The wife of a former Ballymena Academy vice principal and Head of Biology, Frank Noble, has presented a sculpture to the school in celebration of his life and work.
Mrs Jean Noble presented the bronze sculpture of Charles Darwin to the school on Wednesday.
The Bronze is the work of the award winning painter and sculptor, Elizabeth O’Kane, a former pupil of the school.
Receiving the gift on behalf of the school principal Stephen Black expressed his gratitude to the Noble family for their generosity in presenting such a beautiful work of art and a fitting tribute to Frank Noble.
Mr Black noted that Mr Noble had given many years of invaluable service as a highly respected member of the school community, both in his capacity as a Vice–Principal and also as a teacher who had inspired to so many pupils and colleagues through his tremendous subject knowledge, his energy, enthusiasm and innovative style.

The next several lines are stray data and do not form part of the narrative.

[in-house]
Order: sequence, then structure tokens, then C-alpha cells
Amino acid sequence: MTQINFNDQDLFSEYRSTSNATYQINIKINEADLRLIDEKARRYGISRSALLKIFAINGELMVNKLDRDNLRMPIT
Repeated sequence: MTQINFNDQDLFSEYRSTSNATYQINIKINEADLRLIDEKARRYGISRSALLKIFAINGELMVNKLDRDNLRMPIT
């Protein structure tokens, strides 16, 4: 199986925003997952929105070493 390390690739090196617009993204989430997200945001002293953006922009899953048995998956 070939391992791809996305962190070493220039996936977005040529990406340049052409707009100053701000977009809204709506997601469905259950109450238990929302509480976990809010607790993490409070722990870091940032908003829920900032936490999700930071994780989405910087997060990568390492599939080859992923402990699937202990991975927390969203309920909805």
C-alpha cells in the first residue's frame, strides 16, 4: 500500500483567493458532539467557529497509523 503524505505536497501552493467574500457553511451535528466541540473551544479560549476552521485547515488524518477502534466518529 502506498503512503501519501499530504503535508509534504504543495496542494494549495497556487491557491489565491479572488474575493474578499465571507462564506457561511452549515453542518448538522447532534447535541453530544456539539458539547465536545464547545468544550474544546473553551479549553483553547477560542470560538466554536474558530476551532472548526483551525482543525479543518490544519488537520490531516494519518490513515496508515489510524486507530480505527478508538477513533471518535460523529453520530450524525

Mrs Noble described how ‘like Darwin, Frank took a great interest in geology. He also enjoyed philosophy and loved classical music – he greatly valued literature and art in general. This sculpture of Darwin as a young man will help to bridge the gap between the Arts and the Sciences, which Frank was always very keen to do.’
She added: “As a former pupil I would like to think of this gift as a celebration of the work of all Academy teachers, past and present, as well a celebration of Frank’s work.”
Mr Black said the school is equally delighted that the sculpture, which will reside in the Biology Department at the school, is the work of a former pupil, Elizabeth O’Kane whose work is exhibited both nationally internationally and includes public commissions such as a sculpture of the world famous Irish Tenor, Count John McCormack, displayed in Dublin’s Iveagh Gardens, a bronze of rugby legend Dr. Syd Millar (purchased by the IRB for their art collection in world Head Quarters, Dublin), the champion Irish Greyhound, Mick the Miller, a sculpture of Dr Garret FitzGerald commissioned by the Department of Foreign Affairs and Trade in Ireland.